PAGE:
by Keisha Ray, PhD
Here is a list of just some of the things that contribute to Black people’s inequitable access to proper health outcomes and health care:
Structural and Institutional racism
Interpersonal racism and race-related stressors
Healthcare providers’ biases
Health care policies
Lack of political power
Inequitable voting rights
Inequitable access to social determinants of health
Minimum wage policies
No universal health care, childcare, or parental leave
Inequitable student loan debt
Racist housing policies
Yet, now we have pig hearts.
In a Baltimore hospital, in early January 2022, transplant surgeons put a heart from a genetically modified pig into a 57-year-old human being. This is not the first instance of xenotransplantation but it is the first where the organ recipient hasn’t died immediately or soon after transplantation. With CRISPR-Cas9 genome editing making it more likely that human bodies won’t reject organs from non-human animals, researchers seem excited about the possibility of continuing to harvest and genetically modify non-human animals for the sole sake of producing organs for humans, similar to the ways some animals only exist for humans’ meat consumption. Even journalists are excited about this new research if the number of interview requests I have received is any indication, which signals a general human interest. Indeed David Bennett, the new owner of a pig heart is contributing to the excitement. Although, I wish Mr. Bennett well and good health, and I see the potential of pig hearts, as a researcher of Black health I can’t help but feel a little disappointed in this new instance of biomedical advancement and what it means for racial disparities in health.
There are many ethical issues raised by this latest instance of xenotransplantation, including (but not limited to) the welfare of the animals used for this medical intervention, cross-species transmission of diseases, and patient vulnerability, which have all gotten attention elsewhere. One of the ethical issues that I’m concerned with, however, is how does this new instance of xenotransplantation make health care more or less equitable for Black people?
Being enthralled with the latest biotechnology is nothing new and squarely within humans’ short attention spans. But it is also our nature, to pursue advancement and find ways to live longer and happier lives. Using human ingenuity to better our lives is something to celebrate, but I just wish more of this ingenuity would use to secure basic access to health care for all Black people and other marginalized groups. When we focus on the latest and shiniest biotechnological intervention, I worry that we lose sight of things like illness prevention and addressing social determinants of health that can ensure better health outcomes for the least well-off among us. For instance, Black men have some of the highest rates of cardiovascular disease and untreated hypertension. One reason for this is their lack of access to primary care physicians. Black men also have the highest mortality rate among all racial and gender groups in the US. Pig hearts do not help Black men have better access to health care even though having better access to physicians would have huge implications for lowering their risk of heart disease and their risk of mortality. This is a matter of where our priorities lie and whose lives matter in health care. What advancements in xenotransplantation show me is that Black people’s health is once again not prioritized in health care or in biomedical sciences.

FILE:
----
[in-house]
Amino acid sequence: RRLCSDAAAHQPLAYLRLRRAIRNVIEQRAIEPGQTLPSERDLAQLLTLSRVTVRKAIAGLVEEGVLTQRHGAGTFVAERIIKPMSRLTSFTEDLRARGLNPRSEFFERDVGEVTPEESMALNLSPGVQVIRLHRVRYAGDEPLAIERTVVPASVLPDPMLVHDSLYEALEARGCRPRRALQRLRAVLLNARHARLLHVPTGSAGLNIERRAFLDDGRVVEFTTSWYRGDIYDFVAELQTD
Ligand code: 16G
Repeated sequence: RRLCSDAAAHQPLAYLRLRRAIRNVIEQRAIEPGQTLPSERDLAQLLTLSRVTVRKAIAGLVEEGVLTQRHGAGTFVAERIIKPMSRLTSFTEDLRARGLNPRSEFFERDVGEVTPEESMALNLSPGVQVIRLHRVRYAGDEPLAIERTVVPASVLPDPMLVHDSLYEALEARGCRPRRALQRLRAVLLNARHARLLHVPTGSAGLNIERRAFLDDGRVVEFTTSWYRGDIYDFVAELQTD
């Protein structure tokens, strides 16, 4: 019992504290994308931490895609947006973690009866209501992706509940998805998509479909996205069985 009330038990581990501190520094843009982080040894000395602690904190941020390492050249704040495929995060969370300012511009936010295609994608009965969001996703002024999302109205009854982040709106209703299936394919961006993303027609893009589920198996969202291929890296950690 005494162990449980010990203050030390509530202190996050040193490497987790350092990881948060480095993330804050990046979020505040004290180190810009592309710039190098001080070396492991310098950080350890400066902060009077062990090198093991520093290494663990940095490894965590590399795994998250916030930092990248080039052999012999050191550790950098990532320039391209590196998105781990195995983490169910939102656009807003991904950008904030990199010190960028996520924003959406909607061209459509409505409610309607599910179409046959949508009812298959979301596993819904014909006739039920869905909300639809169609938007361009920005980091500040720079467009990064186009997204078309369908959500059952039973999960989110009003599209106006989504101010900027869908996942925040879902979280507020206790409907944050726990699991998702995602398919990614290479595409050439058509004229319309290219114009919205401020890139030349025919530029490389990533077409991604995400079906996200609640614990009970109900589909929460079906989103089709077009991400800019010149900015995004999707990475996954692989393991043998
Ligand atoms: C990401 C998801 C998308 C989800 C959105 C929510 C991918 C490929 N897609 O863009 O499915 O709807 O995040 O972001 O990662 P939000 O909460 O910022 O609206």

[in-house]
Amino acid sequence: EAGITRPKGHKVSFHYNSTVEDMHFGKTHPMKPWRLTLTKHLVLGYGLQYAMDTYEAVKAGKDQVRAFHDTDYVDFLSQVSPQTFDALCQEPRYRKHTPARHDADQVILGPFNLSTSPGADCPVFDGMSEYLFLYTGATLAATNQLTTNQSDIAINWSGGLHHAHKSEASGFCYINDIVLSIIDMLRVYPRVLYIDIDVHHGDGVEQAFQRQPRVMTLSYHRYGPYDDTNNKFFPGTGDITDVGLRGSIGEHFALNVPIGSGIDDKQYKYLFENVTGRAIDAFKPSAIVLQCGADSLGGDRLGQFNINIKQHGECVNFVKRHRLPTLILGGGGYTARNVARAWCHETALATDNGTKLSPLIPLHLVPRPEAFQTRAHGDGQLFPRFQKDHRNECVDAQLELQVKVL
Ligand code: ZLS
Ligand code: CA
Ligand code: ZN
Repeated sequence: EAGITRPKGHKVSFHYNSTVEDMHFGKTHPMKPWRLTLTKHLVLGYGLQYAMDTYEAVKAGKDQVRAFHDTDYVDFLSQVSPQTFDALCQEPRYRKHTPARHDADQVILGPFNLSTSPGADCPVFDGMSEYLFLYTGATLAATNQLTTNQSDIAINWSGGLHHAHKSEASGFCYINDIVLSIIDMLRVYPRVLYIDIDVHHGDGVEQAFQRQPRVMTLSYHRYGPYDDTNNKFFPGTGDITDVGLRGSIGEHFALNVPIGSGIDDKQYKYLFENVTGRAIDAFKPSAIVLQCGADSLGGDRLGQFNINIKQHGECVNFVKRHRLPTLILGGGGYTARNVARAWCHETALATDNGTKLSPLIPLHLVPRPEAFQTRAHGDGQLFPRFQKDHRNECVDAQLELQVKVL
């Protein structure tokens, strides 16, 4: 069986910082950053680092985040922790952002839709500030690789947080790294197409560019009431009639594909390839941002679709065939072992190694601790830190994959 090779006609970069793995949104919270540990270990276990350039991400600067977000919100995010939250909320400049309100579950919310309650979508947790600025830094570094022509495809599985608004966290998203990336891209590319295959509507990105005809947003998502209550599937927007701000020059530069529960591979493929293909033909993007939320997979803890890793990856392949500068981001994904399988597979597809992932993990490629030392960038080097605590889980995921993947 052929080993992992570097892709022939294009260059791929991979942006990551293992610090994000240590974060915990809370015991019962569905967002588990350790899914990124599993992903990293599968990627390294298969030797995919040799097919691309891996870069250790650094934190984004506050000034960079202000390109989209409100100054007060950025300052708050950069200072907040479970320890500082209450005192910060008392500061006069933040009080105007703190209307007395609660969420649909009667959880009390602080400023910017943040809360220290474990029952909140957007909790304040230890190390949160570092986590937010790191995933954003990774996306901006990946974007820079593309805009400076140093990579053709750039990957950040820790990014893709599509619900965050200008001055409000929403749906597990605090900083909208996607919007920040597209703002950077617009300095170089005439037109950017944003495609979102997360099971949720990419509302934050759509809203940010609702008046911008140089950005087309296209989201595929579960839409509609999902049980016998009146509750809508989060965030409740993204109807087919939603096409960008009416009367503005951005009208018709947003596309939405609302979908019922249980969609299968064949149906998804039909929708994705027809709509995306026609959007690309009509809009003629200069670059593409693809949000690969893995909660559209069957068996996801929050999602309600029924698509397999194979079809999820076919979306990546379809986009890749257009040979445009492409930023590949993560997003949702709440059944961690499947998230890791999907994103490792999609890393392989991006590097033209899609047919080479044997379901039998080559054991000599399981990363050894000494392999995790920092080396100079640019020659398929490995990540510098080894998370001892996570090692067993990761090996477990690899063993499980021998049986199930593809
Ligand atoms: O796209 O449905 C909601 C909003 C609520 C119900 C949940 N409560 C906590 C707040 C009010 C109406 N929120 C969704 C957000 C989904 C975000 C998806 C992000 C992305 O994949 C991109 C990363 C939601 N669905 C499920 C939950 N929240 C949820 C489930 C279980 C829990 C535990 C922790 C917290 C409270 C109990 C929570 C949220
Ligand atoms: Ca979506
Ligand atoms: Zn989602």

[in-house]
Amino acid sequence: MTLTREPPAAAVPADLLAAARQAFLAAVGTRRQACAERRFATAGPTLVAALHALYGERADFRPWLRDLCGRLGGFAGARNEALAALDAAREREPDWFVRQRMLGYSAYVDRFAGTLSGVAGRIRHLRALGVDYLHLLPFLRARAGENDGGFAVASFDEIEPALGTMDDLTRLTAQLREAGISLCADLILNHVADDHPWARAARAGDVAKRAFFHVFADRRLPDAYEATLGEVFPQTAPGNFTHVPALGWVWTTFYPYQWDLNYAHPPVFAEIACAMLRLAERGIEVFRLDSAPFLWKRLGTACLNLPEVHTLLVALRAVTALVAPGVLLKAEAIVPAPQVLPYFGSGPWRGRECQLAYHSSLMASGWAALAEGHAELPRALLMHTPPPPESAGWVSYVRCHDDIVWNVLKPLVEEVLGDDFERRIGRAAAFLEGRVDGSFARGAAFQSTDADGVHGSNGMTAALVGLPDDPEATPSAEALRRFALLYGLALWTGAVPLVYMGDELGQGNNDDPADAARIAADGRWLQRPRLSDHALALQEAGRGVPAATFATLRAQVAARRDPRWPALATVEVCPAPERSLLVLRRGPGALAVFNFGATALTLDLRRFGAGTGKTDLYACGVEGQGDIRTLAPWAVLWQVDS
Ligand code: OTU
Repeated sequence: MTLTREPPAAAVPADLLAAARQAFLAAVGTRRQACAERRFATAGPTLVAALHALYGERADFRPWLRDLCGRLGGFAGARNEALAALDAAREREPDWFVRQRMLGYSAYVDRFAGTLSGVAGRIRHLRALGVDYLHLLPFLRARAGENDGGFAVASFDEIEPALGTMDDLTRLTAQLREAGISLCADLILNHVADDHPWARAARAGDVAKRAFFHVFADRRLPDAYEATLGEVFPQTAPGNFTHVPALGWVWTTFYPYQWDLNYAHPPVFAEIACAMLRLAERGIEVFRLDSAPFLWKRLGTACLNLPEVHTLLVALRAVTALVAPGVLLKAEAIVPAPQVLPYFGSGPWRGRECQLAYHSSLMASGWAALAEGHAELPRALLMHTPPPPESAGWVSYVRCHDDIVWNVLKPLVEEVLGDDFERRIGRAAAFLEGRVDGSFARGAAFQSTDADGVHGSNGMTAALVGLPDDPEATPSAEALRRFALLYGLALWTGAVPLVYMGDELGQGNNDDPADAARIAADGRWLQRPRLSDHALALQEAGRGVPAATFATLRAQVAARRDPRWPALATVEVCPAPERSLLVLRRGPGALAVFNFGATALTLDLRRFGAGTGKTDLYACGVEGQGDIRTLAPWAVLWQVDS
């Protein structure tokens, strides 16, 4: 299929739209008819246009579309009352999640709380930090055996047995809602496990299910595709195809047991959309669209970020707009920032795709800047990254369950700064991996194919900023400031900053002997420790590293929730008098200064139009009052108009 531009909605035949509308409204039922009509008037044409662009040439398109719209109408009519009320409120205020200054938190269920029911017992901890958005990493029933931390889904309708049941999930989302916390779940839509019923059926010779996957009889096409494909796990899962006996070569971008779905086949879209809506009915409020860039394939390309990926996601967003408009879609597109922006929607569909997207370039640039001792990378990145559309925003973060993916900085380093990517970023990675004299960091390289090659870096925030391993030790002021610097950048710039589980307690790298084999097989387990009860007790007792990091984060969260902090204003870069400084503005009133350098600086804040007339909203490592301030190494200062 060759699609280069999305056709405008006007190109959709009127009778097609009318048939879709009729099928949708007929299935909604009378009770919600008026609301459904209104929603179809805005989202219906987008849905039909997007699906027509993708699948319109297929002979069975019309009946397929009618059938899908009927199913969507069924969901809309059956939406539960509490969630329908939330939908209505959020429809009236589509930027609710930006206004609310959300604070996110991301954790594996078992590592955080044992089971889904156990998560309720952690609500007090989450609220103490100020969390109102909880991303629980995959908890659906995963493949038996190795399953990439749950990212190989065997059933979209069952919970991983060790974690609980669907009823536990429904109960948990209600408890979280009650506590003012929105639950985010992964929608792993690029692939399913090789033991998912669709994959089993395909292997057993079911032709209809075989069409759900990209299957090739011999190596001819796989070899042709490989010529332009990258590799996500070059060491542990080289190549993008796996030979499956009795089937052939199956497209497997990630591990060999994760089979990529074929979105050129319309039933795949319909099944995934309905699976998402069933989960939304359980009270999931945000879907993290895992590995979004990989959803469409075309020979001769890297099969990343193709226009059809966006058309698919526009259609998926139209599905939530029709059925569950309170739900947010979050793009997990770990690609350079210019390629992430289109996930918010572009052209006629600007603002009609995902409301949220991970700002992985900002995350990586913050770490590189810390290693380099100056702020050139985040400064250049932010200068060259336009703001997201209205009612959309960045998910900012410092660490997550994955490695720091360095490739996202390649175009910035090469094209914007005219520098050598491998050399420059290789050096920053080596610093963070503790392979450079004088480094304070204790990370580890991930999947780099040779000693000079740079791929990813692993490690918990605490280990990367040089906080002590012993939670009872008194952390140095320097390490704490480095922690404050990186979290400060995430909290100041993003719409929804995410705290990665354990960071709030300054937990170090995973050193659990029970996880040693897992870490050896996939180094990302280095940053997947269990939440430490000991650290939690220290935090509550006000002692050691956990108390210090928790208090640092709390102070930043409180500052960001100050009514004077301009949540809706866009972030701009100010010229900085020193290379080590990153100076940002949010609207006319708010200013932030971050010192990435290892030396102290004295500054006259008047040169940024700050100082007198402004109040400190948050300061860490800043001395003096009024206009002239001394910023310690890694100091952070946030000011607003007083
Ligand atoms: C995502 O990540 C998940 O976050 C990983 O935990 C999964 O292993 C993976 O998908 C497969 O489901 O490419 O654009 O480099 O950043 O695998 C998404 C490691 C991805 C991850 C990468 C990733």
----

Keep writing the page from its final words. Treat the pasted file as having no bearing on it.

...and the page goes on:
Anti-Black racism exists in all of our social and political institutions and interpersonal racism is also a part of living while Black, all of which affects Black people’s access to health. As such, this means that proper health is intentionally and strategically withheld from Black people. I’m sure some may see this as an unfounded conclusion, but what other conclusion could we draw? What are we to think when we see advancements in biomedical technology that was once just a topic of science fiction, come to fruition, yet we are in a pandemic where Black people and other people of color have high rates of infection, hospitalization, and death and little to no access to basic health care like proper masks, COVID-19 at-home testing, or even hospitals? It truly feels like we are living in a dystopian science-fiction novel and Black people are the casualty of the privileged’s scientific advancement.
Although the source of organs for xenotransplantation is rightfully ethically questionable, I hold out hope that xenotransplantation could be used to end Black people’s lesser access to organ transplantation by creating a new source of organs. But if history is a proper guide, there will be racial discrimination in the distribution of organs, or the costs of the intervention will price out many Black people. Even if policies are implemented to ensure equitable access, it is likely the policies will be rooted in racial discrimination or in social and political privileges that most Black people do not have. So I remain hopeful but cautious, optimistic, yet doubtful. When you study Black health and new biotechnology debuts you’re put in this weird place filled with all of these dichotomous emotions. All I want is health equity for Black people, for us to not die preventable deaths and to be treated with humanity, but instead, all I got was a pig heart.
Keisha Ray, PhD (@DrKeishaRay) is an assistant professor with the McGovern Center for Ethics and Humanities at the University of Texas Health Science Center at Houston.